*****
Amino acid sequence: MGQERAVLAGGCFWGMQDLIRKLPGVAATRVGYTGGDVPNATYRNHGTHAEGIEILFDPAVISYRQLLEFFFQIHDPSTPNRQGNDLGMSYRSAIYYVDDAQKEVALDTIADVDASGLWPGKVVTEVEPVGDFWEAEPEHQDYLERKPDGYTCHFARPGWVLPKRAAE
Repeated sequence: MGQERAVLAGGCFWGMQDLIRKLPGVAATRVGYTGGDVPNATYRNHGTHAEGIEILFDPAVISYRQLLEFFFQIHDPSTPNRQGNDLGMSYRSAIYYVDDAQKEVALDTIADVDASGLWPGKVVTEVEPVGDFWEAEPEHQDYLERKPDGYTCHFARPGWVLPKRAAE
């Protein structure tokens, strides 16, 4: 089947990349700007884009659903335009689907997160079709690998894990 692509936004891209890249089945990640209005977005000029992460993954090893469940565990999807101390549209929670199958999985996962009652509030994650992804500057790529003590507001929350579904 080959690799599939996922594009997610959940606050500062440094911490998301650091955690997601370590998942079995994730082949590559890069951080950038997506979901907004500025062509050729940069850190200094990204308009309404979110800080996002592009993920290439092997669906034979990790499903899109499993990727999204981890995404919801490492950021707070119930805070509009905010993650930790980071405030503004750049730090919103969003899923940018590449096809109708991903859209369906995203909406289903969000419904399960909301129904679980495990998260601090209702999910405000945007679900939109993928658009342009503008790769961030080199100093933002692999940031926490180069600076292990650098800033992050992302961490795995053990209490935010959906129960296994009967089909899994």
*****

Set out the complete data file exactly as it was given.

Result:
Amino acid sequence: MGQERAVLAGGCFWGMQDLIRKLPGVAATRVGYTGGDVPNATYRNHGTHAEGIEILFDPAVISYRQLLEFFFQIHDPSTPNRQGNDLGMSYRSAIYYVDDAQKEVALDTIADVDASGLWPGKVVTEVEPVGDFWEAEPEHQDYLERKPDGYTCHFARPGWVLPKRAAE
Repeated sequence: MGQERAVLAGGCFWGMQDLIRKLPGVAATRVGYTGGDVPNATYRNHGTHAEGIEILFDPAVISYRQLLEFFFQIHDPSTPNRQGNDLGMSYRSAIYYVDDAQKEVALDTIADVDASGLWPGKVVTEVEPVGDFWEAEPEHQDYLERKPDGYTCHFARPGWVLPKRAAE
């Protein structure tokens, strides 16, 4: 089947990349700007884009659903335009689907997160079709690998894990 692509936004891209890249089945990640209005977005000029992460993954090893469940565990999807101390549209929670199958999985996962009652509030994650992804500057790529003590507001929350579904 080959690799599939996922594009997610959940606050500062440094911490998301650091955690997601370590998942079995994730082949590559890069951080950038997506979901907004500025062509050729940069850190200094990204308009309404979110800080996002592009993920290439092997669906034979990790499903899109499993990727999204981890995404919801490492950021707070119930805070509009905010993650930790980071405030503004750049730090919103969003899923940018590449096809109708991903859209369906995203909406289903969000419904399960909301129904679980495990998260601090209702999910405000945007679900939109993928658009342009503008790769961030080199100093933002692999940031926490180069600076292990650098800033992050992302961490795995053990209490935010959906129960296994009967089909899994």